Discipline Without Stress Newsletter – November 2013

Volume 13 Number 11


  1. Welcome
  2. Promoting Responsibility
  3. Increasing Effectiveness
  4. Improving Relationships
  5. Promoting Learning
  6. Parenting
  7. Discipline without Stress (DWS)
  8. Reviews and Testimonials 



MONTHLY QUOTE: An Example of Positivity

Sir Winston. . . What in your school experience best prepared you to lead Great Britain out of our darkest hour?
(thoughtful pause)
It was the two years I spent in the first Form (seventh grade).
Did you fail the First Form?
No! I had two opportunities to learn to do it correctly. —Sir Winston Churchill


After having completed very successful video interactive sessions with entire school staffs, I am announcing the addition to the link – New: Unlimited interactive video conferencing with the entire staff


A Calgary (Canadian) school has decided to axe all certificates and ceremonies honouring academic and athletic achievement.

St. Basil Elementary and Junior High School is doing away with all certificates and ceremonies honoring academic and athletic achievement believing that awards eventually lose their luster to students who get them while often hurting the self-esteem and pride of those who don’t get a certificate.

There’s a difference between what psychologists call intrinsic motivation to learn which is where kids are excited about the learning itself, and extrinsic motivation which is where they do something to get a goodie—a trophy, a pat on the head, a dollar, a grade—according to Alfie Kohn, author of “Punished by Rewards.”

“It’s not just that those two things are different. It’s that they move in opposite directions, so the more you reward people for doing something the more they tend to lose interest in whatever they had to do to get the reward.”

“Rewards may motivate students to get rewards, but that’s likely to be at the expense of engagement with the learning itself. Awards are even worse than rewards because an award is a reward that has been made artificially scarce, so if I get one you probably can’t,” Kohn continued in the interview.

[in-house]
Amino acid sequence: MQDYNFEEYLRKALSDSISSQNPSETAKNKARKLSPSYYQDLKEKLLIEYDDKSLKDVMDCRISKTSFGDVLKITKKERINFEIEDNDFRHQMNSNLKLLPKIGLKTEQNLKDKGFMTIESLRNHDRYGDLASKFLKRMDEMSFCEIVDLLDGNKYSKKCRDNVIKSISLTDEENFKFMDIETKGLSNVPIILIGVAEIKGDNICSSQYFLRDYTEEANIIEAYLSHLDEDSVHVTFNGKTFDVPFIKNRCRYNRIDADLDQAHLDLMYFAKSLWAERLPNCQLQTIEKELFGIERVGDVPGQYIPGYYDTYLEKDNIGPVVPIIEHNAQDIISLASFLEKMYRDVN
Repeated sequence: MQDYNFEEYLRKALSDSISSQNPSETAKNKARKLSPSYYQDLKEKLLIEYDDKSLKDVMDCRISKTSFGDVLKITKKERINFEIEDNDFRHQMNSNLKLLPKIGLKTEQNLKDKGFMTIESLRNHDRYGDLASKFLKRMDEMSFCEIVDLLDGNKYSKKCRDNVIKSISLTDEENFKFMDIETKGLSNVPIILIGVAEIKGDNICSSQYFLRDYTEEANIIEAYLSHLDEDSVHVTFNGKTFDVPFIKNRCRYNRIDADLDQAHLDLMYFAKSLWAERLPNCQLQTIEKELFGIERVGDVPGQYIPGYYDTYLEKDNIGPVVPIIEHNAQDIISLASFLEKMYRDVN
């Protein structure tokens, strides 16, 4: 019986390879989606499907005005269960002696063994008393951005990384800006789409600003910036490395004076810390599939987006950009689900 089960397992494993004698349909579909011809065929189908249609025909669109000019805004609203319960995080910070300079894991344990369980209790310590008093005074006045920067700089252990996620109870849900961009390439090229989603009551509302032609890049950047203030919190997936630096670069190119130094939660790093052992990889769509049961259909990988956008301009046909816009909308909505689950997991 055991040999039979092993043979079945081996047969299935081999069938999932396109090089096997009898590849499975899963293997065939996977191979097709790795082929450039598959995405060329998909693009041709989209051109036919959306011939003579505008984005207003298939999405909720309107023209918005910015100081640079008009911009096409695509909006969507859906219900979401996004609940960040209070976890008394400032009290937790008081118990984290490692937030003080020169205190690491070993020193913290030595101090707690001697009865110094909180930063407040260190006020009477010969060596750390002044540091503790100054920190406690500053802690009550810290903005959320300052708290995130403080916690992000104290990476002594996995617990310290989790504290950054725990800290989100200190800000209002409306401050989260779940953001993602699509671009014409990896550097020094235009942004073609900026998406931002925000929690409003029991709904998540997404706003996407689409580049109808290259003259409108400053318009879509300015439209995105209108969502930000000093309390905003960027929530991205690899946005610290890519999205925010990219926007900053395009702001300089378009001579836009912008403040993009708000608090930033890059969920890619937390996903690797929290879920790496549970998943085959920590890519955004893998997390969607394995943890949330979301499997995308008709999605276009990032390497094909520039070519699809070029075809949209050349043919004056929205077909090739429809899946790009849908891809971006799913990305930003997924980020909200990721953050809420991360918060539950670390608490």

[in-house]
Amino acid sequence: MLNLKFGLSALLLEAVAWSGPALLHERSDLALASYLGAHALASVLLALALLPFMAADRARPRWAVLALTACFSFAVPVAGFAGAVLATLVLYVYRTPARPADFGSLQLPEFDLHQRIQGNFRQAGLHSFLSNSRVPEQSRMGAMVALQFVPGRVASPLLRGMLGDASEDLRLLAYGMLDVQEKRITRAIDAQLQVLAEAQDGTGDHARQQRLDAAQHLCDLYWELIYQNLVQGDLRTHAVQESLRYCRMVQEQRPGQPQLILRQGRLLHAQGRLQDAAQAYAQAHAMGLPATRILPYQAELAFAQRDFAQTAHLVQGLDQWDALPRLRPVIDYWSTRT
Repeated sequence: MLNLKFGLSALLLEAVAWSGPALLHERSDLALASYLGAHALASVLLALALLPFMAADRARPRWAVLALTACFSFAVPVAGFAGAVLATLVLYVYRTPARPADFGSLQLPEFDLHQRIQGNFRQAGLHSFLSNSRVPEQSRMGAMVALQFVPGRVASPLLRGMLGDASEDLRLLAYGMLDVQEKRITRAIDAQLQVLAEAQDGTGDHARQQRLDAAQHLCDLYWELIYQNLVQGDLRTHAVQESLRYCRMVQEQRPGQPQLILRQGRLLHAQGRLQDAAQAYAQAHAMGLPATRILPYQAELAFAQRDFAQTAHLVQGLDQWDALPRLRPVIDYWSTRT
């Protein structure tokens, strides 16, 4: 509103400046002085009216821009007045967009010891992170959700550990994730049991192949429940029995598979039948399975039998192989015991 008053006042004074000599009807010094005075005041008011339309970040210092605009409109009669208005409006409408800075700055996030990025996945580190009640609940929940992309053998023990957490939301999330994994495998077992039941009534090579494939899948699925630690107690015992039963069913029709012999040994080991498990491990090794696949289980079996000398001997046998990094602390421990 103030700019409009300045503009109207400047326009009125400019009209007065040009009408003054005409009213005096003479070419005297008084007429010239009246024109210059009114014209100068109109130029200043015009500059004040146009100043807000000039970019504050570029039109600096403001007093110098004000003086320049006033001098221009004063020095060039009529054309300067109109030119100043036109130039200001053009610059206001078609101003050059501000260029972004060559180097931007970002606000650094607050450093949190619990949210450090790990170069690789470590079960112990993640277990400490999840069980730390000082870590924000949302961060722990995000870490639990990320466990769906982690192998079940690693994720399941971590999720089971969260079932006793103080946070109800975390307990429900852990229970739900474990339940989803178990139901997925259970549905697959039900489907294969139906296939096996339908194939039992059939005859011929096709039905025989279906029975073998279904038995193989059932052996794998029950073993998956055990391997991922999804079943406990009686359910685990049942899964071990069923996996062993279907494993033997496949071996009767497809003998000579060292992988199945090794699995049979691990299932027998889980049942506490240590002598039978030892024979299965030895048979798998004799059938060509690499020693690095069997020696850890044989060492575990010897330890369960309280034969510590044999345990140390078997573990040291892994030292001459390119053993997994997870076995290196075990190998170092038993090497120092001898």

“The research shows very clearly that three things tend to happen when students are encouraged to focus on getting good grades. The first is that they become less excited about the learning itself. The second is that they tend to become less likely to think deeply. The third thing that happens is when you get kids focused on grades they pick the easiest possible task when given a choice–not because they’re lazy, but because they’re rational.”

Kohn says teachers and schools should instead be providing feedback aimed at helping students succeed. “If a kid clearly isn’t getting it in math, the last thing you want to do is say to this kid publicly, ‘You’re a loser,’ or put an F or a low mark on the paper. For most kids that almost guarantees continued failure in the future, Kohn said in the interview.

He concluded, “You don’t just get rid of awards assemblies because they make the kids that don’t get rewards feel bad. You get rid of awards assemblies because they’re not useful for (most) kids.

Alfie Kohn is not the only one to suggest that rewards are counterproductive to creating and maintining effort for quality learning. Many authorities have similar beliefs. Here are just a few from various authorities according to Deci and Ryan’s, “Intrinsic Motivation and Self Determination in Human Behavior,” page 247:

“When children are learning intrinsically, they tend to interpret their successes and failures as information rather than as rewards and punishments.”

“To offer a prize for doing a deed is tantamount to declaring that the deed is not worth doing for its own sake.”

“Effective learning occurs when the primary reward is one’s intrinsic satisfaction with one’s accomplishments.”

“We destroy the love of learning in children by encouraging and compelling them to work for petty rewards such as gold stars, papers marked 100 tacked on walls, and honor rolls.”


We live our lives using procedures.

Chances are that when you arise from bed you follow the same procedure every morning. If you have breakfast, you probably sit or stand at the same location.

If you brush your teeth, I would guess that you probably use the same procedure every time the brush enters your mouth.

If you are male, chances are that you put your socks on in the same order and, similarly, your pants using the same leg first every time.

As you proceed through the day, notice that so much of what you do is done nonconsciously. You just do it “automatically”—that is, without thinking about it.

With this in mind, realize that establishing a procedure can make you more efficient, as explained by the following: